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Community MusicWorks’ Gather is a monthly series of curated experiences combining exceptional musical performances with neighborhood-building activities, with a goal of drawing resources, people, and ideas to the economically challenged West End of Providence.  Gather grows out of Community MusicWorks’ fifteen-year history of music education, performance, and community-building by resident musicians based in its storefront office and rehearsal space.

ArtPlace spoke with Sebastian Ruth, Founder & Artistic Director of Community MusicWorks about the project:

ARTPLACE: You have a history of turning to your students and families as advisors on new initiatives. How are you engaging them in the ArtPlace project?  What do the students think about this effort to increase vibrancy in the community?

RUTH: We start each year with a retreat with our advanced “Phase II” students, and this year, we took some time to talk about the concept of community, as well as their ideas of what a vibrant community looks like.  It was a really rich conversation.  We started by asking them to define a few words, starting with “unity,” which yielded the definitions of “purpose, togetherness, teamwork, synched, joint vision.”  Our conversation about the verb “to commune” brought up ideas about sharing an experience with others around you, or in one student’s words, “become a part of something else and let something become a part of you.”  Our students’ definitions of “community” reflected a similar sense of shared values and intentionality: “many as one” “a group that forms for a reason” “shared feelings” “come together to change the world and to change others’ perceptions of us.”

We then asked them to describe a time when they had experienced what felt to them like a vibrant community.  It was not a complete surprise to us that these students, most of whom have been part of the CMW community for many years, talked about their experiences with music.  How they described those experience was instructive for us, though, as many of them associated a strong community with the quality of interactions between and among people.  Here are a few of their responses:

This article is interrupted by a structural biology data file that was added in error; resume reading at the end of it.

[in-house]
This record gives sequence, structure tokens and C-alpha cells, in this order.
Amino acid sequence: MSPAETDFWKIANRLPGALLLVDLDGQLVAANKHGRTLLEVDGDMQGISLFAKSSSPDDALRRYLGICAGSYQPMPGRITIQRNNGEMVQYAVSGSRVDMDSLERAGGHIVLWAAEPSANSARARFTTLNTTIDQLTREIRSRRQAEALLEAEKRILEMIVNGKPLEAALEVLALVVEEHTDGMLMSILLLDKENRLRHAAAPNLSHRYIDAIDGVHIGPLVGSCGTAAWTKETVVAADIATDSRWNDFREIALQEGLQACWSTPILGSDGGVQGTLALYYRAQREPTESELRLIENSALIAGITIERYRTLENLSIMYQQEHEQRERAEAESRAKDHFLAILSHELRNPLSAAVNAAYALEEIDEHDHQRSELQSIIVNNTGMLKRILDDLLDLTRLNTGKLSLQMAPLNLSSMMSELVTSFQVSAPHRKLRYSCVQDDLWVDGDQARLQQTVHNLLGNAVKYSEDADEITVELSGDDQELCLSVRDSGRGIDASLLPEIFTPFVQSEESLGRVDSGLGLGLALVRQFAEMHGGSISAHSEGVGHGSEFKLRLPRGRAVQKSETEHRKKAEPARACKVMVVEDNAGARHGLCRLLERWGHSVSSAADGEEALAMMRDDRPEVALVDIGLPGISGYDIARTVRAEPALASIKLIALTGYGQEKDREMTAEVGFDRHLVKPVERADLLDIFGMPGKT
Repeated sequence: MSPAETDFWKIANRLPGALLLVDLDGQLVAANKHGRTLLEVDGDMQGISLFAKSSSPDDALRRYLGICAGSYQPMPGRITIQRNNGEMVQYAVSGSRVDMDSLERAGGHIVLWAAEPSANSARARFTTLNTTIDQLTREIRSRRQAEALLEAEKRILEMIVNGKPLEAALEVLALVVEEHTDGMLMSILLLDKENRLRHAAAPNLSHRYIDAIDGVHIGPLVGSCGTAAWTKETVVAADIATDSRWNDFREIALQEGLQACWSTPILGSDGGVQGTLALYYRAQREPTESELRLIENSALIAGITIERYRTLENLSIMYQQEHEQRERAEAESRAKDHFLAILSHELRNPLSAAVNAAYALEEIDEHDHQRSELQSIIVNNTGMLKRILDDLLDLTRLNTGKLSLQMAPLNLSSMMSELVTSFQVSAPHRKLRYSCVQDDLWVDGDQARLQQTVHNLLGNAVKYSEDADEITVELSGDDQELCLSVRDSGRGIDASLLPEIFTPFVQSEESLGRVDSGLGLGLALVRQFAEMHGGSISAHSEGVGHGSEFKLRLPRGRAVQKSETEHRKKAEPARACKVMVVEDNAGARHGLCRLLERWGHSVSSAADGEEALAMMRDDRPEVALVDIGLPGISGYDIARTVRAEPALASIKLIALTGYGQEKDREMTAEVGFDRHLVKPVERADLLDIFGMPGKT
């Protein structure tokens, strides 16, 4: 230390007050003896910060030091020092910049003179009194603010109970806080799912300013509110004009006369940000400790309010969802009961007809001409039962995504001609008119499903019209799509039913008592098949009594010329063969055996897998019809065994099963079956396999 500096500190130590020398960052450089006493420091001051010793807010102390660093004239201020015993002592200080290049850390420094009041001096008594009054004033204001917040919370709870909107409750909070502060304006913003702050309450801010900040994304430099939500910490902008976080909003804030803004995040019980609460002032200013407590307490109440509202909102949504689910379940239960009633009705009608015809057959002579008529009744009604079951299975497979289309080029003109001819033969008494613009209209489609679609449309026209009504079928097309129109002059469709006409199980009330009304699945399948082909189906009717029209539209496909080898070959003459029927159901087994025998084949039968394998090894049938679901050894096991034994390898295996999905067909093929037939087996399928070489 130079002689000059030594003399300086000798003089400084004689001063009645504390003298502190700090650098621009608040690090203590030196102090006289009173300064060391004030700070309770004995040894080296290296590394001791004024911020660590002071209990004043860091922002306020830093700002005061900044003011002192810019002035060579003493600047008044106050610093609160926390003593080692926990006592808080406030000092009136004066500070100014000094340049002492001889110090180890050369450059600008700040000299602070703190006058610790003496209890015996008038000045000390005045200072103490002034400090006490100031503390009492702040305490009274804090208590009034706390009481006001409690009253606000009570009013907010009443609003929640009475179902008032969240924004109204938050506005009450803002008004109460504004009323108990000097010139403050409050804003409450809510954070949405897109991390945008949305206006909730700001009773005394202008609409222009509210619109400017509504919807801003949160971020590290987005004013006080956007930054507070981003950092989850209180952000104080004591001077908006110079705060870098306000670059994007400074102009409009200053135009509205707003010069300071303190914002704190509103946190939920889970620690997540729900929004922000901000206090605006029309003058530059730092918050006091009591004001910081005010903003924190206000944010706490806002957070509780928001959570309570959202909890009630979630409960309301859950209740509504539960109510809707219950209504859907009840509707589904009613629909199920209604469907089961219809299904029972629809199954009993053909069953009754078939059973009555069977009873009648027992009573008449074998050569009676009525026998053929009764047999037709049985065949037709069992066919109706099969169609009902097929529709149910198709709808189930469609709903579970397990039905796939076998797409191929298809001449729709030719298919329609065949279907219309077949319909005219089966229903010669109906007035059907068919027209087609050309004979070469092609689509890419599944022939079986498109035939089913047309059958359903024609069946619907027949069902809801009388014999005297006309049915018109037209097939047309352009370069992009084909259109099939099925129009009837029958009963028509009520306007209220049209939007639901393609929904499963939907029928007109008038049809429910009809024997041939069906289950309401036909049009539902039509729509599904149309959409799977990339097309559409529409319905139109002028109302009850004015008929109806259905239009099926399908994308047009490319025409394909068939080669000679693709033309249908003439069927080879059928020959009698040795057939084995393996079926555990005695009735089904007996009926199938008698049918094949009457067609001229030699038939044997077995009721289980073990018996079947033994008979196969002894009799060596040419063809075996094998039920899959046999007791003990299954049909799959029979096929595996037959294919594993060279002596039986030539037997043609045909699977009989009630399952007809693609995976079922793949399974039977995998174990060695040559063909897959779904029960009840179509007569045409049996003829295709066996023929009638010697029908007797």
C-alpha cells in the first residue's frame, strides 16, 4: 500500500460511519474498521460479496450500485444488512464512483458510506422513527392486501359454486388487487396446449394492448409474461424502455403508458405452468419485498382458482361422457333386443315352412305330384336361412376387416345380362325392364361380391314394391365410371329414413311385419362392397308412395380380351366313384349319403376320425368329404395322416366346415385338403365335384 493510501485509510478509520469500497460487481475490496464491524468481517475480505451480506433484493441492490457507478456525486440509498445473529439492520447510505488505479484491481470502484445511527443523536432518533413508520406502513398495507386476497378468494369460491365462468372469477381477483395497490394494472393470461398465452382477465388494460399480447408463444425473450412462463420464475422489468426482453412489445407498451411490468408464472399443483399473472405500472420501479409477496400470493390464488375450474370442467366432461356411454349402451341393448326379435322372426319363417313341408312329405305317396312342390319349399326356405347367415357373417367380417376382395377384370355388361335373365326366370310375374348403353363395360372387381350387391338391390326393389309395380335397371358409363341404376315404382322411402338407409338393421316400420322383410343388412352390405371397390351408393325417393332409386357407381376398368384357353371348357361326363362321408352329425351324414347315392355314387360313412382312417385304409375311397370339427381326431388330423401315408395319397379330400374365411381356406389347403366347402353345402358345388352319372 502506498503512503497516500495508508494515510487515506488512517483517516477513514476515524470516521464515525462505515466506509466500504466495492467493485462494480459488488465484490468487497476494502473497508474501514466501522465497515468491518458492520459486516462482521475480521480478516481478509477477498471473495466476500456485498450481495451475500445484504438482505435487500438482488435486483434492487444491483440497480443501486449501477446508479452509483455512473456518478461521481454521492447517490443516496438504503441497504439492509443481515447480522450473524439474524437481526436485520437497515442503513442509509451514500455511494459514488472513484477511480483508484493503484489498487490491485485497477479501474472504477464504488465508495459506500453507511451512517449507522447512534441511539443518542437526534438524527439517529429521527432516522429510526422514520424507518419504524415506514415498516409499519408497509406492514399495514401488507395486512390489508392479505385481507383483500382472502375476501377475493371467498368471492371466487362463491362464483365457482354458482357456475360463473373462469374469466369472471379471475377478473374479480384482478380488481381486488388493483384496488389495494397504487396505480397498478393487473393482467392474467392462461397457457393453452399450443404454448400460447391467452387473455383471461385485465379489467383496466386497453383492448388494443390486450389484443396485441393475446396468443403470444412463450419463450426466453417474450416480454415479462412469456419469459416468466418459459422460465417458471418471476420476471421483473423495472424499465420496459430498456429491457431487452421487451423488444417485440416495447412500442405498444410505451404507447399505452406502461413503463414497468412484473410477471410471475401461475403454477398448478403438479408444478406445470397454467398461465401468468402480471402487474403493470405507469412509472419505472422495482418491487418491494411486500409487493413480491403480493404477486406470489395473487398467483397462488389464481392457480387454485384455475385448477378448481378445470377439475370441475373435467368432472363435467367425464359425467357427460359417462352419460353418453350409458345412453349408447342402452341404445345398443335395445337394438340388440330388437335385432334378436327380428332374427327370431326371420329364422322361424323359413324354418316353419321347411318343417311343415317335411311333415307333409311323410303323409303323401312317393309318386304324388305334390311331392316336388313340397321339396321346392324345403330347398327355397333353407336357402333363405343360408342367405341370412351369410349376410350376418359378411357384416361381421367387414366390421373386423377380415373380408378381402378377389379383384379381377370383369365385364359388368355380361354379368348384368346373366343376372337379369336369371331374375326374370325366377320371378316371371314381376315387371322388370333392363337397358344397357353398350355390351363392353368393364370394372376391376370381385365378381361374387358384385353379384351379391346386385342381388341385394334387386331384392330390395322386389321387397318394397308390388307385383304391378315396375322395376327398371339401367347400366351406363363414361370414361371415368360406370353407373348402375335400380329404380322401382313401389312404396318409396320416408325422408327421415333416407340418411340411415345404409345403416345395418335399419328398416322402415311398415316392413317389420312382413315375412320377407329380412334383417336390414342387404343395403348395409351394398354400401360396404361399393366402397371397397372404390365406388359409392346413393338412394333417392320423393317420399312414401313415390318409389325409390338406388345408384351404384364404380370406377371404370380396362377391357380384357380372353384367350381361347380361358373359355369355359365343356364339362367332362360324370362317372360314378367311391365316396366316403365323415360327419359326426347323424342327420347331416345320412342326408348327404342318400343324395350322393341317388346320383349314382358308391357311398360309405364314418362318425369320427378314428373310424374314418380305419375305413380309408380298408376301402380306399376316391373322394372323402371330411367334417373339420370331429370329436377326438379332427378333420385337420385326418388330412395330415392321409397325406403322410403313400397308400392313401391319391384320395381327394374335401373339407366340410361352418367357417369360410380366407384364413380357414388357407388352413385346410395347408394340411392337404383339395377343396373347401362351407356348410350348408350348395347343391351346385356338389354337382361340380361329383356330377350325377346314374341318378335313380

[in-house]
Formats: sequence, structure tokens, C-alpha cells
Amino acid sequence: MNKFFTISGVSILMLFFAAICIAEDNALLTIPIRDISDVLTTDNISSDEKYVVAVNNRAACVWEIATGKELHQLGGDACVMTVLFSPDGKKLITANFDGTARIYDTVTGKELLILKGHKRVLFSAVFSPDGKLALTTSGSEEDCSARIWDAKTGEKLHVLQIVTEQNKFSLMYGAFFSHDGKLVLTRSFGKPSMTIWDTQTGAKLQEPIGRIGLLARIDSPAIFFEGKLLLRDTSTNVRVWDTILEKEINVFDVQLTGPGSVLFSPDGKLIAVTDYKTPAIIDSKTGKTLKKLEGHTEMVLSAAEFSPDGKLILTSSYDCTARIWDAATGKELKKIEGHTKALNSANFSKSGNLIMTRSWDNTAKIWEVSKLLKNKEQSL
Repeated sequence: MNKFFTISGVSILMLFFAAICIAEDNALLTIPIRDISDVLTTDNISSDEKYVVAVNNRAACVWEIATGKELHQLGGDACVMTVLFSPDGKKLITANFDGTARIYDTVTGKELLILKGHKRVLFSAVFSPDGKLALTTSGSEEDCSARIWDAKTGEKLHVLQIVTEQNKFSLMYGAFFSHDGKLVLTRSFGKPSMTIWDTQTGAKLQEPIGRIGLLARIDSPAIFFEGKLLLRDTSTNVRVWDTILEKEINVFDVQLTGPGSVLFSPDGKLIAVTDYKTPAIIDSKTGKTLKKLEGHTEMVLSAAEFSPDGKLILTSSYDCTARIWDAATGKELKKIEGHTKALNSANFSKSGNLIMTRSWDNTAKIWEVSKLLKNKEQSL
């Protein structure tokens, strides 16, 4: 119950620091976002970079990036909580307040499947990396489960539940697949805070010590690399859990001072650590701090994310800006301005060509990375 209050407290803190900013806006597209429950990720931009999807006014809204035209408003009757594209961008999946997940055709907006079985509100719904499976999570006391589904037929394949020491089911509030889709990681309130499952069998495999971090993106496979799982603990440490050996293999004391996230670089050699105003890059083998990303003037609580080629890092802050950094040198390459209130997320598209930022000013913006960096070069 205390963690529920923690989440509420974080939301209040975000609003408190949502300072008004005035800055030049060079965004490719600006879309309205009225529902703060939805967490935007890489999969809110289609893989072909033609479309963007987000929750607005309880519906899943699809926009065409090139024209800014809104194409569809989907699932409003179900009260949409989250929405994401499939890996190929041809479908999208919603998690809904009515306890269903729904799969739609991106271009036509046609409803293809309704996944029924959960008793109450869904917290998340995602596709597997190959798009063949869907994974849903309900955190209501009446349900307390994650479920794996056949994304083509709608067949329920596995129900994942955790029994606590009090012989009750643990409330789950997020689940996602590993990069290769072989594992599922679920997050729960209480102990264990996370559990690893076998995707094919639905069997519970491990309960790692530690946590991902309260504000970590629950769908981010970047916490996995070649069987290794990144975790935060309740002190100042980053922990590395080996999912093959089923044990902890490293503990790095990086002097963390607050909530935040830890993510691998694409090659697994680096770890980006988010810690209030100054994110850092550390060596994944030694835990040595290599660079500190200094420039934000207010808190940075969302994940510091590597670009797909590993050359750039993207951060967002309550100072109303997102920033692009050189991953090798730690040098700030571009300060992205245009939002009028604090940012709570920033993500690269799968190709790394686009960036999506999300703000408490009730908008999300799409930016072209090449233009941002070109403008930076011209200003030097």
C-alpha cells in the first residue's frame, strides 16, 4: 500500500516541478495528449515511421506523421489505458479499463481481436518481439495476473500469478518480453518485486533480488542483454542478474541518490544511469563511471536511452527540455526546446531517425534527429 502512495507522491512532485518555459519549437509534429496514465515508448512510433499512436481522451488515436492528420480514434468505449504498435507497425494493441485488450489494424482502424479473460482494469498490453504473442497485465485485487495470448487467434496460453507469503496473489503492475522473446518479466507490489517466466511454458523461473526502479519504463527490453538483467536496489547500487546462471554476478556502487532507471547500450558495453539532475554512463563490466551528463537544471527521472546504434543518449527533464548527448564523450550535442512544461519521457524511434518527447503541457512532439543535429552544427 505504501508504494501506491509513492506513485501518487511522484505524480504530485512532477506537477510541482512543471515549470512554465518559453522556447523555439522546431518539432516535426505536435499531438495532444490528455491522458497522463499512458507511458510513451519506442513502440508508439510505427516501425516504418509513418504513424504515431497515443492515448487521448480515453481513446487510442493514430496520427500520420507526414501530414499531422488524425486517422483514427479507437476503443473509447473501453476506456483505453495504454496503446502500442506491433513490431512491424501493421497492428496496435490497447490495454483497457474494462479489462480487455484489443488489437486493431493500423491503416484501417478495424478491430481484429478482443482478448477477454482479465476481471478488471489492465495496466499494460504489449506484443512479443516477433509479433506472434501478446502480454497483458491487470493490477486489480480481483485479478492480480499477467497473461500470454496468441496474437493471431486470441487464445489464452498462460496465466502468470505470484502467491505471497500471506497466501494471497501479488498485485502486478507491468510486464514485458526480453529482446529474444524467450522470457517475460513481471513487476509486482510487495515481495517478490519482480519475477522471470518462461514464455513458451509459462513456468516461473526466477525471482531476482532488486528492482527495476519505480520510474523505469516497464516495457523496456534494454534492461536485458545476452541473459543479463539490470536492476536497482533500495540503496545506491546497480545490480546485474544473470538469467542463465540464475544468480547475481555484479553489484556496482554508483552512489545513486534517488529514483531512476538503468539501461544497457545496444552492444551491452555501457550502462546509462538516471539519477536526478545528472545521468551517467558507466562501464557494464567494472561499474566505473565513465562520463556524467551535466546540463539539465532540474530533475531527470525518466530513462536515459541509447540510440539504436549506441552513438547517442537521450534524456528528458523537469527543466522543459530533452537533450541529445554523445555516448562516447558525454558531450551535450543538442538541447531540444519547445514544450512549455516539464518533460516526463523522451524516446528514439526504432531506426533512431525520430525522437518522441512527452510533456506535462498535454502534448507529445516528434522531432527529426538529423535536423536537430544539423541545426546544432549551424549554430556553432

• “Sharing experience of singing with friends after a concert.  Everyone was happy and you could look in other people’s eyes and know they were thinking the same thing as you.”
  • “Open Mic night at AS220.  Everyone had a chance to speak, and we got to hear other people’s voices.”
  • “Singing Halleluiah around the campfire at the phase 2 retreat.  Everyone was participating, either through joining in singing, or through listening.”

There are a few key phrases from the above that we’ll continue to think about as we proceed with planning Gather events: “everyone had a chance to speak,” “everyone was participating,” “hear other people’s voices,” “shared experience.”  While we know the definition of vibrancy has a lot of other facets to it, encompassing economic vitality and other measures that our conversation didn’t touch on, we’re excited to root our work in these authentic responses from our students about what a vibrant community might look like to them.

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